Kurt shrugged, the muscles in his face visibly stiff.

“Maybe we should think about accessing the other side of the river in case he used a drift boat to—”

He shook his head. “Already covered that. Lori said her husband never used a float. Wasn’t afraid to get his jeans wet, so he just waded right in without all the fancy stuff.”

“Even though his leg was bad?”

Kurt just shrugged again.

“So…fly fishing, then?”

“Yeah. Which means if we don’t find him after the initial sweep…” His eyes studied the black currents and its glassy tips dancing in the moonlight, wondering and yet not wanting to know. Not yet, though it’s not like it hadn’t happened before. Rain beaded down his face and as he finished his sentence in a low, controlled voice. “Then we search the river. It’s your call.”

Sheriff Cooper turned toward the rest of the search team, rubbed the rain off the face of his watch, and double-checked the time. Nearly half past midnight. “We have no choice but to postpone the search until morning. The rain’s getting heavier. Too much of a risk at this point.”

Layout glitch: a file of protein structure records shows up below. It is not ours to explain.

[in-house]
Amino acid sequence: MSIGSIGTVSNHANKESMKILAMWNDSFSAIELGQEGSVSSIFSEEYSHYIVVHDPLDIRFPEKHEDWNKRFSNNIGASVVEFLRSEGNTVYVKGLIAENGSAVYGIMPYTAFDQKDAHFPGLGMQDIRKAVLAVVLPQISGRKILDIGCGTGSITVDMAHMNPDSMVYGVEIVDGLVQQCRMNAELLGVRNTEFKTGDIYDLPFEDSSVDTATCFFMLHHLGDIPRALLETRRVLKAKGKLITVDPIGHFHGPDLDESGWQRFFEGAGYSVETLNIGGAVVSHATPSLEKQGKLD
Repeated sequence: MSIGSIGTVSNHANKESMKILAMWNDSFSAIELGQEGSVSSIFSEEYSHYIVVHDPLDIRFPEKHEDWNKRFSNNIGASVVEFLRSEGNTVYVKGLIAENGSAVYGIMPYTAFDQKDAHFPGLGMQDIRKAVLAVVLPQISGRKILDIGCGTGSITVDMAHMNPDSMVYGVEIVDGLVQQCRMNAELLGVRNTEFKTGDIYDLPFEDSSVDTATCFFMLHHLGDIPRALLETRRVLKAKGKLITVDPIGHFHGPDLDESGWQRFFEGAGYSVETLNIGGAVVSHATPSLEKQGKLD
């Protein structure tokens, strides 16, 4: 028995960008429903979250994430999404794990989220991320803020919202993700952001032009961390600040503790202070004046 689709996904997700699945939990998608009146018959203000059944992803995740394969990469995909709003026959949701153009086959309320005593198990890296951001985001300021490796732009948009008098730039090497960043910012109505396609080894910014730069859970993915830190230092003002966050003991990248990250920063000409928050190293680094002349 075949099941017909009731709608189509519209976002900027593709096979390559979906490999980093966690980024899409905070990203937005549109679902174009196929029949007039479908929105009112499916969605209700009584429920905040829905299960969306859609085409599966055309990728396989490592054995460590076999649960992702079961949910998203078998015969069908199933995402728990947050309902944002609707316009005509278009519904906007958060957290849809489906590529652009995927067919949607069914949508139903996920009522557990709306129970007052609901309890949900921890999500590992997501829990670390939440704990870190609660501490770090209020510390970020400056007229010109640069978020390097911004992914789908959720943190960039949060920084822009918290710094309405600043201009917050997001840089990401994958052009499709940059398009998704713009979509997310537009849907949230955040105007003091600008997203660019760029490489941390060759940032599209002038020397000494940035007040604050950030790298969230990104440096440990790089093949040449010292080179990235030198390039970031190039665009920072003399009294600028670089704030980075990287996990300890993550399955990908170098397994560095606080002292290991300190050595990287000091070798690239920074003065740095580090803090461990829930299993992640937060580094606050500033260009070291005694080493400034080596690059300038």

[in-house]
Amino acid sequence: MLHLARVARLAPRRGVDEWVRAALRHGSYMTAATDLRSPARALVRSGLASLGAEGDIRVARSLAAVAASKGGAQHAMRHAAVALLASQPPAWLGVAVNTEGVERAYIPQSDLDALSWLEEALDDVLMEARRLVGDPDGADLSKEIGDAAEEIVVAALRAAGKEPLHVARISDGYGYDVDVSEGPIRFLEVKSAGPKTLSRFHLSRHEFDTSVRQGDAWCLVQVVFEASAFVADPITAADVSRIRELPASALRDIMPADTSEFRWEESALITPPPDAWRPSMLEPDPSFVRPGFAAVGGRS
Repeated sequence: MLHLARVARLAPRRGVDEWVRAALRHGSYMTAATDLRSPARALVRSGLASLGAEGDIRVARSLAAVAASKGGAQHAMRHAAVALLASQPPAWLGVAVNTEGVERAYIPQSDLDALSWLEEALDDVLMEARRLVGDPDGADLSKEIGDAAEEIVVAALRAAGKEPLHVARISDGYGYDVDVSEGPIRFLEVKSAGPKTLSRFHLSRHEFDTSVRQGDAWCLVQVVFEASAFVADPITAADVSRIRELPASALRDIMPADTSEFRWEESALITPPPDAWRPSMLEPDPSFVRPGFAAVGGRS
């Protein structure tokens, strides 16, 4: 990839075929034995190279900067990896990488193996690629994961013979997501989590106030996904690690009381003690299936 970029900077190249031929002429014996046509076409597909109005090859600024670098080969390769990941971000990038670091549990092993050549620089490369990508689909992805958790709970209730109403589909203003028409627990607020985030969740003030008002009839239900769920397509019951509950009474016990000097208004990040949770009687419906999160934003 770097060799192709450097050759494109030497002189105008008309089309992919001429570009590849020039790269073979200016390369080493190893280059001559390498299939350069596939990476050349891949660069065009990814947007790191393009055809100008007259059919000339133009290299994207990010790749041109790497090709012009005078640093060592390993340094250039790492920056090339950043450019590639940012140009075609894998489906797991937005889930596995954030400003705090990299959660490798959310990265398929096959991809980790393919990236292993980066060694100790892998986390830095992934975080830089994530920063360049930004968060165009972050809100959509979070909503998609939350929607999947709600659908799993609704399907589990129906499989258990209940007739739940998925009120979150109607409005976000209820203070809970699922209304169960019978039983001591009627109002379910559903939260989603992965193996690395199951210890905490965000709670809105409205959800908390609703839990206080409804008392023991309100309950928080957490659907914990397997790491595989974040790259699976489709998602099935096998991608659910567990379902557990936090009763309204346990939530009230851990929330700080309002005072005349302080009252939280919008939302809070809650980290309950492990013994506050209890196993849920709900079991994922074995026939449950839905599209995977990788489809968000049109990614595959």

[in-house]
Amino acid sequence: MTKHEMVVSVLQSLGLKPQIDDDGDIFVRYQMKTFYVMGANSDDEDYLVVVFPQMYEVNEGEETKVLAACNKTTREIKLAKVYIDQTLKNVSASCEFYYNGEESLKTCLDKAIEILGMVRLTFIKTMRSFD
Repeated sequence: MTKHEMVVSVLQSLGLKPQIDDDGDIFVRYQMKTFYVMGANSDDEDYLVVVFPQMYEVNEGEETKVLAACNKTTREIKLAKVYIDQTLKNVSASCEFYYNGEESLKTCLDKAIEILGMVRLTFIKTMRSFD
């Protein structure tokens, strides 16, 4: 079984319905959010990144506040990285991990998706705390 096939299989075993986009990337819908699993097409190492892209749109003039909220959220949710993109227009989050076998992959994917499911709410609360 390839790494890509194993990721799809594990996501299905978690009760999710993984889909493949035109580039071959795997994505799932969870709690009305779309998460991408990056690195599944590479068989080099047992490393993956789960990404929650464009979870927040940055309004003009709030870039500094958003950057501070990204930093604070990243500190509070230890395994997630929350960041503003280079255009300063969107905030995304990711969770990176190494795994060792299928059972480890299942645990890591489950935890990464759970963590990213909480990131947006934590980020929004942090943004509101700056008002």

Lori scanned the darkness and breathed slowly. He was out here somewhere, maybe hurt. Maybe worse.

No, not worse.

“I’ll radio in additional search and rescue to be here at the crack of dawn, along with a helicopter. By that time, we’ll have additional equipment and can thoroughly search the canyon.” Sheriff Cooper sidestepped a broken tree limb and made his way to Lori. “We’ll find him,” he said, low enough for it to be just their conversation.
Lori nodded, though something inside her disagreed. She stared up at the rim of the canyon one last time. Thunder groaned behind the veil of clouds, the moon like the eye of a starved monster.

She turned to follow the team back down the rugged terrain where their vehicles and blankets were waiting.